4. Processing Queries: Each query asks how many pairs (a, b) there are such that incident(a, b) > queries[j]. To answer this, loop through each query in queries. For each node count x in the sorted cnt list:

    • Use binary search bisect_right to find the boundary k where any node beyond this index k in the sorted list when paired with the current node j, will have a combined incident count greater than the query value. This effectively counts eligible pairs (j, k) for the query, as node k to the end of the sorted list would satisfy the query.
    • The difference n - k gives the number of possible pairs for that node. Accumulate these values in ans[i] for the i-th query.
  5. Adjustment for Shared Edges: After summing up all probable pairs, we must subtract those pairs (a, b) where the incident count is only greater than the query after including the shared edges. Thus, for each pair (a, b) in the g dictionary, if the sum of their individual incidents cnt[a] + cnt[b] is greater than the query but no longer greater than the query after subtracting the shared edge count v, decrement the answer for that query since we've initially overcounted this pair.

  6. Return Results: After processing all queries and making all necessary adjustments, return the list ans containing the number of valid pairs for each query.

This approach utilizes a combination of counting, sorting, and binary searching to resolve the "pairs with greater incidents than" problem effectively within a polynomial complexity, avoiding a naive quadratic pairing which would be inefficient at scale.

Example Walkthrough

Let's walk through a small example to illustrate the solution approach.

Suppose our graph has n = 4 nodes and the following list of edges = [[1, 2], [2, 3], [2, 4], [1, 3]]. We have an array of queries queries = [1, 2] that we need to answer according to the solution approach described above.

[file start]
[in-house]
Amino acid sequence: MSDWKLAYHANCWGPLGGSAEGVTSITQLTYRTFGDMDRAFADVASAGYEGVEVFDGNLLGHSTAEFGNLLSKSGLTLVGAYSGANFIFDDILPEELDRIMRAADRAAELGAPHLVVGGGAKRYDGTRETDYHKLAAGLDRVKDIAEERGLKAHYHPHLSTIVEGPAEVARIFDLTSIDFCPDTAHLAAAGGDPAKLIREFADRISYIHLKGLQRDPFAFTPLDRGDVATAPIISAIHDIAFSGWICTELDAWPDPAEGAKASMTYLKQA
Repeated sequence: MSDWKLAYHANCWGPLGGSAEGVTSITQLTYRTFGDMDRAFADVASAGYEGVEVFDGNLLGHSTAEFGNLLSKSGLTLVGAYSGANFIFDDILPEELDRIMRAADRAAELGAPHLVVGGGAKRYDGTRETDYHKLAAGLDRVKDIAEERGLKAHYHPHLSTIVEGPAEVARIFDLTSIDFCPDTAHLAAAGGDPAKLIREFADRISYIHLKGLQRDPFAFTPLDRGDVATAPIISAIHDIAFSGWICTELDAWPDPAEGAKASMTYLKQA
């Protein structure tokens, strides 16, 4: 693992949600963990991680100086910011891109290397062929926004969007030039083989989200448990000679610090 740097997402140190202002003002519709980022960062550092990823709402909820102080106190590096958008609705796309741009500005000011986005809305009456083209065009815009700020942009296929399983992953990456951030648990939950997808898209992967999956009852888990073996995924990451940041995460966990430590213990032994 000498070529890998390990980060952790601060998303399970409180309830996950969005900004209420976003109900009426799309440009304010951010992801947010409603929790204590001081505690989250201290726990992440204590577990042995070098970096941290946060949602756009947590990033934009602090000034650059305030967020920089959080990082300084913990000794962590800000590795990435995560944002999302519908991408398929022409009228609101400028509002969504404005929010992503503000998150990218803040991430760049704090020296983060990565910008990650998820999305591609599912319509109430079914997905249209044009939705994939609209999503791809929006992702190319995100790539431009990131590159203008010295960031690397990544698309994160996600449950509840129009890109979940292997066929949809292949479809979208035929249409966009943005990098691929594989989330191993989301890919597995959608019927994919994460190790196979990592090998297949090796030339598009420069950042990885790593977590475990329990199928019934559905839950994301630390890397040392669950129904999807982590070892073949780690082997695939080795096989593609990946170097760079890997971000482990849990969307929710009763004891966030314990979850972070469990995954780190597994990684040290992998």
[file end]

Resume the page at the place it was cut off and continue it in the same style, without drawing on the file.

1. Initialize Counters

    • Initialize the cnt array to store the number of edges incident to each node: cnt = [0, 0, 0, 0] because we have 4 nodes.
    • Initialize a dictionary g to store the counts of edges between each pair of nodes: g = {}.
  2. Count Edges and Pairs

    • For the edge [1, 2], we increment cnt[0] and cnt[1] by 1 (assuming 1-based indexing for cnt: cnt = [1, 1, 0, 0]) and add g[(1, 2)] = 1.
    • For the edge [2, 3], increment cnt[1] and cnt[2], resulting in cnt = [1, 2, 1, 0] and g[(2, 3)] = 1.
    • For the edge [2, 4], increment cnt[1] and cnt[3], leading to cnt = [1, 3, 1, 1] and g[(2, 4)] = 1.
    • For the edge [1, 3], increment cnt[0] and cnt[2], getting cnt = [2, 3, 2, 1], and add g[(1, 3)] = 1.
  3. Sort Node Incidents

    • We sort cnt to get sorted_cnt = [1, 1, 2, 3].
  4. Processing Queries

    • Process each query q from queries. For q = 1, find pairs (a, b) where incident(a, b) > q. We loop over sorted_cnt and use binary search:
      • For node with 1 incident, bisect_right finds no other nodes with incidents higher than q - 1 = 0, so no pairs are added.
      • For the next node with 1 incident, the same occurs. Still no pairs added.